Child Support.

Lutnes challenges the district court's child support calculation ordered in the amount of $730 per month, arguing that overtime should not be reflected in the calculation.

In general, child support payments should be set according to the Nebraska Child Support Guidelines. Incontro v. Jacobs, 277 Neb. 275, 761 N.W.2d 551 (2009). The guidelines provide that in calculating child support, a court must consider the total monthly income of both parties. Neb. Ct. R. § 4-204; Simpson v. Simpson, 275 Neb. 152, 744 N.W.2d 710 (2008). Section 4-204 of the guidelines defines total monthly income as income "derived from all sources, except all means-tested public assistance benefits which include any earned income tax credit and payments received for children of prior marriages." Section 4-204 further provides that a court may consider overtime wages in child support determinations if the overtime "is a regular part of the employment and the employee can actually expect to regularly earn a certain amount of income from working overtime."

In this case, the district court took into account that overtime rate in determining both parties' total monthly incomes. The district court assigned Coleman with a total monthly income of $4, 000. The record contains evidence that Coleman earned approximately $17 to $18 per hour, regularly working 40 hours per week, in addition to overtime pay, averaging anywhere from 6 to 10 additional hours per week, at a rate of $27.47 per hour. Coleman did not testify regarding overtime pay, but as noted, all of his paychecks received into evidence indicate overtime hours. Coleman has been employed with the same company since 2000.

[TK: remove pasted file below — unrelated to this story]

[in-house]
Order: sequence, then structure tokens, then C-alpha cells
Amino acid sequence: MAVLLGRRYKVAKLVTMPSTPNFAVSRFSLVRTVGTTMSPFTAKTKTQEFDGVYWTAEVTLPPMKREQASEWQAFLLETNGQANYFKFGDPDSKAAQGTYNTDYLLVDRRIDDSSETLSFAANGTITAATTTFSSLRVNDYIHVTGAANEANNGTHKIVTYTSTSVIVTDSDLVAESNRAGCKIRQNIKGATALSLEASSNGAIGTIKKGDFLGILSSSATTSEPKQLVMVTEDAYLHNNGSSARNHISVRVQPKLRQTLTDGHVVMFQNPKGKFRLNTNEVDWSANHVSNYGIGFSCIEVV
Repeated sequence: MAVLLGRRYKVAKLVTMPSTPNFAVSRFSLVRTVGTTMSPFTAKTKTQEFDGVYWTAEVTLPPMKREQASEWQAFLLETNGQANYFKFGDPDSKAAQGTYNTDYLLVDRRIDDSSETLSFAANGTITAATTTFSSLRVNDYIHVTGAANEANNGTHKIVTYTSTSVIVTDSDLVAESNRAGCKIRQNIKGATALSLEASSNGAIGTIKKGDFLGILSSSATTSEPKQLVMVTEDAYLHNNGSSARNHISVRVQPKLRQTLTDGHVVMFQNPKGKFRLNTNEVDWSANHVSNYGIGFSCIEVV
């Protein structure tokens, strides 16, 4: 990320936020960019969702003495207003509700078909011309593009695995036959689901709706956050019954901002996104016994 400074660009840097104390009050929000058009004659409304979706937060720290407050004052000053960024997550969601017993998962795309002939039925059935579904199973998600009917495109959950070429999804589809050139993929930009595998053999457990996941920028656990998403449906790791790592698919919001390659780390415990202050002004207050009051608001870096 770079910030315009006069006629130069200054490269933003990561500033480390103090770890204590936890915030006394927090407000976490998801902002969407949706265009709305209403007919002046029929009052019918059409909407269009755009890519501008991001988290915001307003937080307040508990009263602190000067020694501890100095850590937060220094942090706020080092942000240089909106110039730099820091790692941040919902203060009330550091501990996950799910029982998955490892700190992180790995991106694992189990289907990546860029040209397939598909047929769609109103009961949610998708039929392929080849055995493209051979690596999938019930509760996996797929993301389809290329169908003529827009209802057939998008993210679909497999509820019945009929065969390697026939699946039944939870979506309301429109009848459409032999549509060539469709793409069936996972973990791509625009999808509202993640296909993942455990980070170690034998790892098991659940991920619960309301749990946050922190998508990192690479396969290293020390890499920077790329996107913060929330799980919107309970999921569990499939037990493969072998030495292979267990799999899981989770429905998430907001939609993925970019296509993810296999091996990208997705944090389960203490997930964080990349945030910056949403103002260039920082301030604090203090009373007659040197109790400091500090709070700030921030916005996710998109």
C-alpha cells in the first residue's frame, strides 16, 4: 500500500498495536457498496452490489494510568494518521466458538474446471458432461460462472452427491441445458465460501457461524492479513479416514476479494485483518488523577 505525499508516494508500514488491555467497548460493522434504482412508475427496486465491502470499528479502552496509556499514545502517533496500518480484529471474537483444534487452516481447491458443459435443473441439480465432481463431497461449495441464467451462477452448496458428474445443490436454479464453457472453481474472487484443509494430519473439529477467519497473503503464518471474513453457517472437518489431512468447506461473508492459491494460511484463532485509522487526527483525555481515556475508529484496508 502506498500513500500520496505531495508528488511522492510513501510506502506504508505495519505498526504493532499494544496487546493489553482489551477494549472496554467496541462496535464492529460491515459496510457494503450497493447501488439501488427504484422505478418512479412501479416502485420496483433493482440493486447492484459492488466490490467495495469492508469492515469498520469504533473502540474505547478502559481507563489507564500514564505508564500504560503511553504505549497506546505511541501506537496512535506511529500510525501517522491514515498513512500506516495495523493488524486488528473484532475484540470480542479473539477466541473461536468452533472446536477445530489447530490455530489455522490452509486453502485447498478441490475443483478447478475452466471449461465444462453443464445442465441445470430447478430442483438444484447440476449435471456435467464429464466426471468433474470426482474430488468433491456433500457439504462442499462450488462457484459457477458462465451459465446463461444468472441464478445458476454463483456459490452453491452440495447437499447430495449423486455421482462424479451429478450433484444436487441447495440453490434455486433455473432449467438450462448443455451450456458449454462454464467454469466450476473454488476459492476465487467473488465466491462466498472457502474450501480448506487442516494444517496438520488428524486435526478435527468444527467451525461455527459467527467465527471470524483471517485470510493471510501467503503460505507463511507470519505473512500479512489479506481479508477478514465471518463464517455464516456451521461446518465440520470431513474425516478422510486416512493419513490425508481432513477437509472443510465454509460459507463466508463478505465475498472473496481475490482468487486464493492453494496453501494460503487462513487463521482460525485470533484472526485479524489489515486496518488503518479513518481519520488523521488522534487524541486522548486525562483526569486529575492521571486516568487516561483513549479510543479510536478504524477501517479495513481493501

Similarly, the record contains evidence that Lutnes earns $17 per hour for 40 hours per week, in addition to overtime pay in the amount of $25.50 per hour. However, as Lutnes testified and the record reveals, Lutnes regularly worked significantly more hours of overtime, generally amounting to 30 to 45 additional hours per week. Lutnes testified that she works 16-hour days, 7 days a week, and that those long hours would not change as they were a product of employment in the oil industry. Lutnes further testified that if she were not allowed to move to Virginia with Emily, she would not look for a new job, which would indicate that she had no reason to believe that the availability of her working overtime hours would be reduced in the future.

Based on the evidence presented to the district court, we cannot say that the district court abused its discretion by including overtime wages in the calculation of the parties' incomes.


In sum, upon our de novo review of the record, we find that the district court did not abuse its discretion by finding that a material change in circumstances had occurred warranting a change in Emily's custody. In light of this determination, we decline to address Lutnes' assignment of error regarding the denial of her motion for removal. We also find that the district court did not abuse its discretion by including overtime wages in the child support calculation.